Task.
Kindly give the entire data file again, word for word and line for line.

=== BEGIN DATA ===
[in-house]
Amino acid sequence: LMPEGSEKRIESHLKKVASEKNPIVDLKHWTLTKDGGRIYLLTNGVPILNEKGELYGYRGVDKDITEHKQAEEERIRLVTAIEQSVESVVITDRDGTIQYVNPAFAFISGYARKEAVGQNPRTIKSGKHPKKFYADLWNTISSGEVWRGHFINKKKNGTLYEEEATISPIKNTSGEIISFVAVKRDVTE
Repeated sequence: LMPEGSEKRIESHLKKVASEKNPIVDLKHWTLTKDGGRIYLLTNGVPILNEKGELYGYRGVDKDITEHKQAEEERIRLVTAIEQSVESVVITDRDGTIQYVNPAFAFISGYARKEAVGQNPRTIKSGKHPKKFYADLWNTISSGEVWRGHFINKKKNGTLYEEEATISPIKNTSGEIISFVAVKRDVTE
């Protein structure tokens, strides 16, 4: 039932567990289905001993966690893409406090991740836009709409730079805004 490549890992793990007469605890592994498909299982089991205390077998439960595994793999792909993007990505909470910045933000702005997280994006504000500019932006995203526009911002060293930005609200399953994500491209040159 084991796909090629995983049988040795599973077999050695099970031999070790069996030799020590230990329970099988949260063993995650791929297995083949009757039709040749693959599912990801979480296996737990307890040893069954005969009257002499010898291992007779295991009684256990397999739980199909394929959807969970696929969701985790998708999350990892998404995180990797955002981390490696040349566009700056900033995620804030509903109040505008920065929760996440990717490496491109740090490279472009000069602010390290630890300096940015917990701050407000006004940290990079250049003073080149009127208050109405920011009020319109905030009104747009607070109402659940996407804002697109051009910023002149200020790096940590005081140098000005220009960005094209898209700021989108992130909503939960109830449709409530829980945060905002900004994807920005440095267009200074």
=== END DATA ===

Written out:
[in-house]
Amino acid sequence: LMPEGSEKRIESHLKKVASEKNPIVDLKHWTLTKDGGRIYLLTNGVPILNEKGELYGYRGVDKDITEHKQAEEERIRLVTAIEQSVESVVITDRDGTIQYVNPAFAFISGYARKEAVGQNPRTIKSGKHPKKFYADLWNTISSGEVWRGHFINKKKNGTLYEEEATISPIKNTSGEIISFVAVKRDVTE
Repeated sequence: LMPEGSEKRIESHLKKVASEKNPIVDLKHWTLTKDGGRIYLLTNGVPILNEKGELYGYRGVDKDITEHKQAEEERIRLVTAIEQSVESVVITDRDGTIQYVNPAFAFISGYARKEAVGQNPRTIKSGKHPKKFYADLWNTISSGEVWRGHFINKKKNGTLYEEEATISPIKNTSGEIISFVAVKRDVTE
């Protein structure tokens, strides 16, 4: 039932567990289905001993966690893409406090991740836009709409730079805004 490549890992793990007469605890592994498909299982089991205390077998439960595994793999792909993007990505909470910045933000702005997280994006504000500019932006995203526009911002060293930005609200399953994500491209040159 084991796909090629995983049988040795599973077999050695099970031999070790069996030799020590230990329970099988949260063993995650791929297995083949009757039709040749693959599912990801979480296996737990307890040893069954005969009257002499010898291992007779295991009684256990397999739980199909394929959807969970696929969701985790998708999350990892998404995180990797955002981390490696040349566009700056900033995620804030509903109040505008920065929760996440990717490496491109740090490279472009000069602010390290630890300096940015917990701050407000006004940290990079250049003073080149009127208050109405920011009020319109905030009104747009607070109402659940996407804002697109051009910023002149200020790096940590005081140098000005220009960005094209898209700021989108992130909503939960109830449709409530829980945060905002900004994807920005440095267009200074």